In the workplace, artificial intelligence is proving to be a transformative force. Its ability to automate tedious activities and transform massive volumes of data is unparalleled (as of yet). Other superpowers of it? AI can personalize marketing campaigns, expedite the hiring process, offer data-driven insights into employee performance, respond quickly to consumer inquiries, evaluate and track regulatory compliance, and more.
Even though AI has many advantages in the workplace, AI bias is a developing issue that needs to be addressed.
Why are individuals so concerned about bias in AI?
AI has enormous potential in the workplace. It may impact choices that affect our careers, from the interviews, employment, and performance reviews we obtain to the possibilities for training and professional growth that are provided. However, those decisions may result in discrimination against specific groups of individuals if biased AI systems make them.
How can prejudice in AI arise?
AI programs do not create themselves. AI development involves a significant human component. Unconscious bias in the workplace is frequent. Additionally, this may result in the introduction of unconscious bias into AI systems’ algorithms and data. As a result, AI may inadvertently prejudice against particular groups, maintaining social injustices.
Is this concern justified?
Sure, in a nutshell. The fear surrounding artificial intelligence bias stems from actual instances of prejudice in AI that result in unfair treatment and discrimination. Consider the recent legal cases that raise ethical concerns regarding using AI in online marketing, chatbots for customer support, hiring tools, and financial services compliance and risk assessment. Bias in AI systems can potentially have severe and far-reaching effects on human lives, jobs, and well-being if allowed to continue unchecked.
What, then, is doable? Read on for three practical tactics your company can implement to minimize bias in an AI-driven workplace and manage AI ethics.
Test and audit AI systems frequently.
An important lesson recently acquired by a worldwide HR team at a big retailer is the necessity of regularly testing artificial intelligence screening systems for bias, especially if a variety of regional markets embrace them. Following an internal hiring process for UX designers throughout Australasia, hiring managers in the region observed an unsettling trend. Even though the number of female candidates was fairly balanced, 80% of the “top” candidates were men.
As a result, the local HR staff decided to stop using AI screening technologies for the entire organization. Bias in the data used to evaluate candidates was discovered during a thorough assessment, primarily because the input of mostly male resumes from North America made up the data utilized to train the application screening system. The audit was illuminating, so AI recruitment tools are now regularly tested in all markets.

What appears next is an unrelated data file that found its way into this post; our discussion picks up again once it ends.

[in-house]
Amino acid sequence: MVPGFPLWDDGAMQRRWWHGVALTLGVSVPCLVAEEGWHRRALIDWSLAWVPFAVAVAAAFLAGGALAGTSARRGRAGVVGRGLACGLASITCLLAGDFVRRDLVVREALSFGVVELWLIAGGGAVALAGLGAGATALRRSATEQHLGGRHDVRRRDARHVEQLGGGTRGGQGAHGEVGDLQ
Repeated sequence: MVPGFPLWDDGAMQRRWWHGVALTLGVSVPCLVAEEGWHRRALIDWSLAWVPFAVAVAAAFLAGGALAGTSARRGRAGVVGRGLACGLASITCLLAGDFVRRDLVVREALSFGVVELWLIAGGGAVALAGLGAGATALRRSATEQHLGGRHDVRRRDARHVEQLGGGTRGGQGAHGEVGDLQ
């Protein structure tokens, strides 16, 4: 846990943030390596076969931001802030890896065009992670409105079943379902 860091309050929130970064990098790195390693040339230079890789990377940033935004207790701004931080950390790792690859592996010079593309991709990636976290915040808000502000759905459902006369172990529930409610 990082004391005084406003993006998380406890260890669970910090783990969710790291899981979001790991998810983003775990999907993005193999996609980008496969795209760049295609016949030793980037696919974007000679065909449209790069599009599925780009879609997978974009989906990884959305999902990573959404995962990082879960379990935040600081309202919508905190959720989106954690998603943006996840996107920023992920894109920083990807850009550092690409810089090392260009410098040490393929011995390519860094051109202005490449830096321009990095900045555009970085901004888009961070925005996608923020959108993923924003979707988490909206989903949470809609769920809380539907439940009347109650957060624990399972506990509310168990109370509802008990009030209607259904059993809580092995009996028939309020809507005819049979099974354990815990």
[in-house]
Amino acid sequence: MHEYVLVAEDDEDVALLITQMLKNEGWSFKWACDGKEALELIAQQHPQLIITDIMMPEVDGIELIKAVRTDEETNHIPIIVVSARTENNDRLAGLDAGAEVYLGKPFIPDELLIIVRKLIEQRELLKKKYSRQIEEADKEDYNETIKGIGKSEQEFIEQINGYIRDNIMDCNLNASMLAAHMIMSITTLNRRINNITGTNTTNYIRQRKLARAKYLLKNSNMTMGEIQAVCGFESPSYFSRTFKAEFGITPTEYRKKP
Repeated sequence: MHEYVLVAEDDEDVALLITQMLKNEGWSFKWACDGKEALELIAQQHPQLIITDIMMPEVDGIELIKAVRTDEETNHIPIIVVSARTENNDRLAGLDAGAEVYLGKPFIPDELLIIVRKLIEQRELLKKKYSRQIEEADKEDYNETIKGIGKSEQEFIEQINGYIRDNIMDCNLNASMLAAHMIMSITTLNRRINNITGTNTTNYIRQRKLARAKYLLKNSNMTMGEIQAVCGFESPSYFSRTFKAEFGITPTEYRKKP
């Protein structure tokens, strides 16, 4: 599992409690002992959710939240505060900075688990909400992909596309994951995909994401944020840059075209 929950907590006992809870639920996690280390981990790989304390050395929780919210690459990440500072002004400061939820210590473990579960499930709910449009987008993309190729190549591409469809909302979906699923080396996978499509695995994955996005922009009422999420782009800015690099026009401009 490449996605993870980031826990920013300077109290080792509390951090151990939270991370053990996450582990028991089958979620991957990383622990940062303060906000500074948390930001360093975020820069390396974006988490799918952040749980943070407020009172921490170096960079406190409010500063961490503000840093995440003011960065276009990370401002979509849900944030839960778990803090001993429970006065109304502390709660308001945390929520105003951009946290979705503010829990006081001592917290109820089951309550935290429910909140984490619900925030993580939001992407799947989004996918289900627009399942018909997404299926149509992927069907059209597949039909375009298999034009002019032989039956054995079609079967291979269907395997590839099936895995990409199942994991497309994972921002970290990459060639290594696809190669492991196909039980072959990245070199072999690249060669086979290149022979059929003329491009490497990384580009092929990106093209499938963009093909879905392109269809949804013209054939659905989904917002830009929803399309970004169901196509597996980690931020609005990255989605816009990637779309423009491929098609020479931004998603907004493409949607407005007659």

How can organizations reduce bias in AI systems that are comparable to this?
Take these valuable actions:
- Verify that AI providers share their findings regularly and incorporate Key Performance Indicators (KPIs) centered on equity, accuracy, and transparency.
- Establish regular reporting showcasing advancements and any attempts to reduce bias in artificial intelligence.
- Provide precise protocols for resolving detected problems or prejudices and a defined mechanism for adjustments and ongoing development.
- When testing AI systems, ensure accountability and openness and make the results available to all pertinent parties.
When acquiring artificial intelligence solutions:
- Incorporate provisions within contracts that grant testing and audit rights, enabling your organization to carry out impartial evaluations or engage outside auditors.
- Provide rewards for reaching or surpassing testing and evaluation standards and sanctions for noncompliance.
- Promote cooperation with the vendor to create a mutually agreed-upon regular audit schedule and testing and assessment process.
AI systems must adapt to changing user behavior, data, and ethical norms. You’ll need to test AI systems frequently to prevent prejudice and discrimination in delicate areas like recruiting, financial services, and compliance.